English
The Internet threat alert status is currently normal. At present, no major epidemics or other serious incidents have been recorded by Kaspersky Lab’s monitoring service. Internet threat level: 1

Net-Worm.Linux.Adm

Detected May 24 2001 20:00 GMT
Released May 24 2001 20:00 GMT
Published May 31 2001 11:03 GMT

Technical Details

This is the worm infecting Linux systems. The worm was discovered in spring 1998. It spreads itself from system to system by using a Linux security breach (so called "buffer overrun" breach) that allows to upload to remote system and run there a short piece of code that then downloads and activates the main worm component.

The worm uses a security breach in the program package BIND (Berkeley Internet Name Domain), which is distributed in many popular UNIX packages and provides name service for the internet.

The Worm Itself

This is multi-component worm that consist of 8 files. These files are script programs and executable files. The script programs are ".sh" files that are run by Linux command shell. The executable files are standard Linux ELF executables.

The main components of the worm are script ".sh" files that are run as hosts, and then run the rest files (additional ".sh" files and ELF executables) to perform necessary actions.

The list of components looks as follows:

 ADMw0rm            Hnamed
 gimmeIP            remotecmd
 gimmeRAND          scanco
 incremental        test

Spreading

The spreading (infecting a remote Linux machine) is done by "buffer overrun" attack. That attack is performed as a special packet that is sent to a machine being attacked. The packet has a block of specially prepared data. That block of packet's data is then executed as a code on that machine. That code opens a connection to infected machine, gets the rest of worm code and activates it. At that moment the machine is infected, and starts to spread worm further.

The worm is transferred from a machine to machine as a "tgz" archive (standard UNIX archive) with "ADMw0rm.tgz" name, with 8 worm components inside. While infecting a new machine the worm unpacks that package in there, and runs the main "ADMw0rm" file that then will activate other worm's components.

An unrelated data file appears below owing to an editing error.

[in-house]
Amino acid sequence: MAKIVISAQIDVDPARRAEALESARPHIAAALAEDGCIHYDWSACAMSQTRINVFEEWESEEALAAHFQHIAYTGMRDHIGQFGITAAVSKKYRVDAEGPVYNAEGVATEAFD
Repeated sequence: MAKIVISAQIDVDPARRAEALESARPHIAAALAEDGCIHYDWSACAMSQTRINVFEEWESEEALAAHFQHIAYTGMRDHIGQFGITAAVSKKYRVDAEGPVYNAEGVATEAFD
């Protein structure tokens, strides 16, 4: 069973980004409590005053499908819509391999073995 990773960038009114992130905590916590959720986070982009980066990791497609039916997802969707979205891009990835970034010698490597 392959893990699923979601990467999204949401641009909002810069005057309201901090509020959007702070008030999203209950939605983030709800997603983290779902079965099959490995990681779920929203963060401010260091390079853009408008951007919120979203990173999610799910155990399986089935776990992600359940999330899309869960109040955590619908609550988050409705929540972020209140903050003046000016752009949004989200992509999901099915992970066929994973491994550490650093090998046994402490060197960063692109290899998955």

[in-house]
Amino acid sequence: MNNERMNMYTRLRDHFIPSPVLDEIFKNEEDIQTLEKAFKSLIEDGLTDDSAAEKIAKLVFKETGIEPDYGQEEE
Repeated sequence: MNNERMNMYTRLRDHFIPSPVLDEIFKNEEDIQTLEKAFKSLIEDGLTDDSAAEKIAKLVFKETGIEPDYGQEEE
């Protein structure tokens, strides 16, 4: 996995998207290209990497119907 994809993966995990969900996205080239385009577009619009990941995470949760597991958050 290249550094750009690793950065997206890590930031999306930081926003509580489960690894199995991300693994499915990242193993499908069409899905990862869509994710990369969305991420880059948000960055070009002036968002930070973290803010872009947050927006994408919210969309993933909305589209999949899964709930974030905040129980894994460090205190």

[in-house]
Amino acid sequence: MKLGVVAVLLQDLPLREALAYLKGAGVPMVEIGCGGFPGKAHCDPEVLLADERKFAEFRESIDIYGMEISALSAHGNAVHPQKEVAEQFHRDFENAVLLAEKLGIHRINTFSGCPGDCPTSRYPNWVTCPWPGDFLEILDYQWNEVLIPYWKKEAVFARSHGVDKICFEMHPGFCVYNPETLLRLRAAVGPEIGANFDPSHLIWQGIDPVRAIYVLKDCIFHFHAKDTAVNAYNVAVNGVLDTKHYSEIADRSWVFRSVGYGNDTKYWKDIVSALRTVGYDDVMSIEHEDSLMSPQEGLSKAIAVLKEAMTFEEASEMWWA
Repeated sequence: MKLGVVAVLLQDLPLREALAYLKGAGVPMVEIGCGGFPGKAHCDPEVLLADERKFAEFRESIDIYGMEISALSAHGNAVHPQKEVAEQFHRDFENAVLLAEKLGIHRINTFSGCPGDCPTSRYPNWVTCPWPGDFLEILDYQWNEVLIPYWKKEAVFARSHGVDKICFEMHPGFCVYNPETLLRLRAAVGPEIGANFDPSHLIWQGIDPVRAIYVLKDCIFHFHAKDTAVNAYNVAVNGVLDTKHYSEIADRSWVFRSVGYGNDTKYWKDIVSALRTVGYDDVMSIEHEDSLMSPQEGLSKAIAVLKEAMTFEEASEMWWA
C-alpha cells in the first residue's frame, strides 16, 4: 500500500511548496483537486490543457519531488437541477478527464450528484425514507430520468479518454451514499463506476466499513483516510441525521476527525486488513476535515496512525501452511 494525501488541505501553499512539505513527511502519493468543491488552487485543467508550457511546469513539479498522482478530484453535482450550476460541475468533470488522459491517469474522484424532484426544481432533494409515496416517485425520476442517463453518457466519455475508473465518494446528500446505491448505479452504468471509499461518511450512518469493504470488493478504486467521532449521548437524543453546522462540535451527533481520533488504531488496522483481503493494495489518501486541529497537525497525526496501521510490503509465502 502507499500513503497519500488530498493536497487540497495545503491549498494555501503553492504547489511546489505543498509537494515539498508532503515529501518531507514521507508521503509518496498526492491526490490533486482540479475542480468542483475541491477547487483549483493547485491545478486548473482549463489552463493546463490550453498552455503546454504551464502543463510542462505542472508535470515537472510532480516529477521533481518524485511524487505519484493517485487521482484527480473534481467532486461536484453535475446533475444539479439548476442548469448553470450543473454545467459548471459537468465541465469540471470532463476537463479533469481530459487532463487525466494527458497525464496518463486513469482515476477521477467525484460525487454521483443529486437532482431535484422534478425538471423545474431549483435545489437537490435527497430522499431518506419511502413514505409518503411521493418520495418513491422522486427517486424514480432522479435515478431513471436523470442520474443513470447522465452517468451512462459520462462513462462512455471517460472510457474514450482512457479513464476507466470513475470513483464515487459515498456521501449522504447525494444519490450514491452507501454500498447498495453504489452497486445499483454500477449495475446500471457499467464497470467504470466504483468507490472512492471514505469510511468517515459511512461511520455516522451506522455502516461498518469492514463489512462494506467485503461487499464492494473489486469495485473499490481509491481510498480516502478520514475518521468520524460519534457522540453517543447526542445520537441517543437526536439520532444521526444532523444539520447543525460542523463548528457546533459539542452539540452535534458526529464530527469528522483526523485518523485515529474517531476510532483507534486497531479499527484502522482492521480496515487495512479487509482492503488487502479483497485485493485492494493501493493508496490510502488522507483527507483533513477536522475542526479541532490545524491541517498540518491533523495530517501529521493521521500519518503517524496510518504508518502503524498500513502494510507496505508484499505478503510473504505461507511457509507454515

Details

To get IP addresses of remote machines to attack them the worm scans the available global network for IP addresses with computers and DNS installed servers on it.

To attack remote system the worm uses security vulnerabilities in Linux demon: "named".

To upload and activate its copy on remote machine the worm "buffer overrun" code contains the instructions that switch to "root" privileges, runs command shell and follows the commands:

  • runs the deamon "/usr/sbin/named"
  • creates the directory to download the worm "tgz" file, the directory name is "/tmp/.w0rm0r"
  • runs "ftp" (standart Linux program) that downloads worm "tgz" file from host machine (machine the worm is spreading from)
  • unpacks all worm components from "tgz" archive
  • runs the worm startup component: the "ADMw0rm" file

Misc.

The worm has several payload and other non-infection routines.

First of all it finds on local machine starting from root directory all "index.html" files (Web servers start pages) and replaces them with its own "index.html" file that contains the text:

The ADM Inet w0rm is here !

The worm deletes the "/etc/hosts.deny" file. That file contains the list of hosts (addresses and/or Inet names) that are denied to access this system (in case so-called TCP wrapper is used). As a result any of restricted machines can access affected system.

When a new system is infected, the worm sends "notification" messages to the e-mail address "admsmb@hotmail.com".


Bookmark and Share
Share
Net-Worm

Net-Worms propagate via computer networks. The distinguishing feature of this type of worm is that it does not require user action in order to spread.

This type of worm usually searches for critical vulnerabilities in software running on networked computers. In order to infect the computers on the network, the worm sends a specially crafted network packet (called an exploit) and as a result the worm code (or part of the worm code) penetrates the victim computer and activates. Sometimes the network packet only contains the part of the worm code which will download and run a file containing the main worm module. Some network worms use several exploits simultaneously to spread, thus increasing the speed at which they find victims.


Aliases

Net-Worm.Linux.Adm (Kaspersky Lab) is also known as:

  • Worm.Linux.Adm (Kaspersky Lab)
  • Virus: Linux/Adm.src (McAfee)
  • Virus: Linux/Adm.worm (McAfee)
  • Unix/AdmWorm (Sophos)
  • Unix/Admworm.A (FPROT)
  • Worm:Linux/Adm.A (MS(OneCare))
  • Worm:Linux/Admworm (MS(OneCare))
  • Worm:SH/Admworm.A (MS(OneCare))
  • Linux.Adm (DrWeb)
  • Linux/Adm worm (Nod32)
  • Worm.Linux.Admworm (BitDef7)
  • Worm.Linux.Adm.2 (VirusBuster)
  • VBS:Malware-gen (AVAST)
  • IRC:Malware-gen (AVAST)
  • Worm.Linux.Admworm (Ikarus)
  • Linux.ADM.Worm (NAV)
  • UNIX_ADM.WORM.A (TrendMicro)
  • Worm.Linux.Adm.2 (VirusBusterBeta)